A place for reflection and introspection, communication and thoughtful conversation.
Sunday, 28 February 2010
“Children will watch anything, and when a broadcaster uses crime and violence and other shoddy devices to monopolize a child's attention, it's worse than taking candy from a baby. It is taking precious time from the process of growing up.” - Newton N. Minow
Last weekend we saw Quentin Tarantino’s 1992 film “Reservoir Dogs”, which was another of these movies that we had bought ages ago and did not want to watch until we were “in the right mood”. It proved to be the wrong day to watch it as it was a very bad experience. This is a movie that we did not enjoy seeing, and there is hardly anything good that I can say about it. Tarantino has been hailed as a genius in film-making, but I must say, his “work” is not my cup of tea. It is the cinema of a degenerate society in free-fall and his films highlight the decline of civilisation as we know it. The bad thing about his films is that they seemingly glorify this decline. Maybe it is irony and sarcasm, but it is lost on me as I refuse to be part of such a decline.
The “Kill Bill” duet (about to become a terrible trio with “Kill Bill III” announced for release in 2014) was equally distasteful to me. “Pulp Fiction” was another disappointment, as was “Death-Proof”. “Inglorious Basterds” is yet another such trashy offering pandering to the tastes of the lowest common denominator. I am not a fan of Quentin Tarantino, I think you have guessed…
Let me explain myself, perhaps in the context of “Reservoir Dogs”. The film tries to be “modern” and pushes all the “cinema nouveau” buttons (you know the ones, flash-backs, flash-forwards, flash-nowheres, flash-and-trash-because-this-story-is-not-interesting-enough-to-be-presented-linearly; it uses “unconventional” characters, it uses smarmy directorial tricks; it has foul language in every line of dialogue, etc, etc). It uses some big name actors who have jumped at the opportunity to be in a “cult-classic” by a young and up-coming writer-director (yes, Tarantino wrote the bloody thing as well!). It uses violence to shock and was planned to be controversial from its inception: “Let’s shock the viewing public into submission!” The trouble is that this trash won eight awards and six nominations…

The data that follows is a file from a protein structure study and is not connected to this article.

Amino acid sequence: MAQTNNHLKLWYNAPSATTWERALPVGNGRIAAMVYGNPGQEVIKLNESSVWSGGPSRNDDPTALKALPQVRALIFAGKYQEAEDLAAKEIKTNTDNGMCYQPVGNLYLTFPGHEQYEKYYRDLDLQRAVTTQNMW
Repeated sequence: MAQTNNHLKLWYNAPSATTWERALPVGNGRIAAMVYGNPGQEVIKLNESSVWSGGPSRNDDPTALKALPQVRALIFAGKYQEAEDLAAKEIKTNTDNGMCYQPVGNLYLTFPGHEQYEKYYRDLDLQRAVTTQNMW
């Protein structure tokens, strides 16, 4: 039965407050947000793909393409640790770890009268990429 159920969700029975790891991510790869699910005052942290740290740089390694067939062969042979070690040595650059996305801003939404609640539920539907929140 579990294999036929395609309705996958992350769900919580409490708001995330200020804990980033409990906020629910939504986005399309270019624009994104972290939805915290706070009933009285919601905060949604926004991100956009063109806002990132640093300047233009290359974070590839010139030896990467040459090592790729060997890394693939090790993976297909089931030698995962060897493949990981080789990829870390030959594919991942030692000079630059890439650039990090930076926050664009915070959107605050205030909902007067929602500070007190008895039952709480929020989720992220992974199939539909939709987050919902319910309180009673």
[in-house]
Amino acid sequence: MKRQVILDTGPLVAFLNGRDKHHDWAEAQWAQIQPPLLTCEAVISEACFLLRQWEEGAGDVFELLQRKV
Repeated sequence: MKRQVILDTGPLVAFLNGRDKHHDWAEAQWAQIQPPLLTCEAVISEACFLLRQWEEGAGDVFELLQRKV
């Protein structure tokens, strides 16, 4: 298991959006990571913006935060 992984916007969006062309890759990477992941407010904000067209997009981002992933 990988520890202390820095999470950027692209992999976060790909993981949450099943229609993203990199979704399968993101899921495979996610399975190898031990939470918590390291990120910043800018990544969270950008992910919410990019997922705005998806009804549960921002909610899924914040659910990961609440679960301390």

It is a trite tale, that has been told again and again in a numerous other films (with less blood and violence and with not as much foul language). Apparently, this film is a copy of Chow Yun Fat’s “City On Fire”. A group of strangers, unknown to each other and all criminals, is assembled by a master-mind who plans a jewellery heist. It goes terribly wrong and there is a bloody aftermath. All of the criminals manage to kill each other or be killed by police; many police are killed and there is much needless, on-screen bloody violence. In the end, the moral of the story is that “crime pays” (at least for one criminal).
We loathed this offensive and disgusting film and saw it as a landmark of the decline of cinema as an art form. This was a pornographic film targetted towards sadists. Senseless violence for the sake of violence masquerading as “art” reminded me yet again of the tale of the “Emperor’s New Clothes”. I do not recommend you watch this movie, unless you are a sadist and love to see senseless violence because it turns you on. This was a pitiful, mind-rotting, inane waste of time that left a terrible taste in my mouth and made me shudder. The attempts at humour throughout fall flat and are in terrible taste. If this is what our society awards prizes to, pity us! It is the decline and fall of the Roman Empire all over again!
I have been blogging daily on this platform for several years now. It is surprising that I have persisted as the world is changing and "microblogging" is now the norm. I blog to amuse myself, make comment on current affairs, externalise some of my creativity, keep notes on things that interest me, learn something new and to surprise myself with things that I discover about this wonderful, and sometimes crazy, world we live in.
I sometimes get the impression that I am on a soapbox delivering a monologue, so your comments are welcome.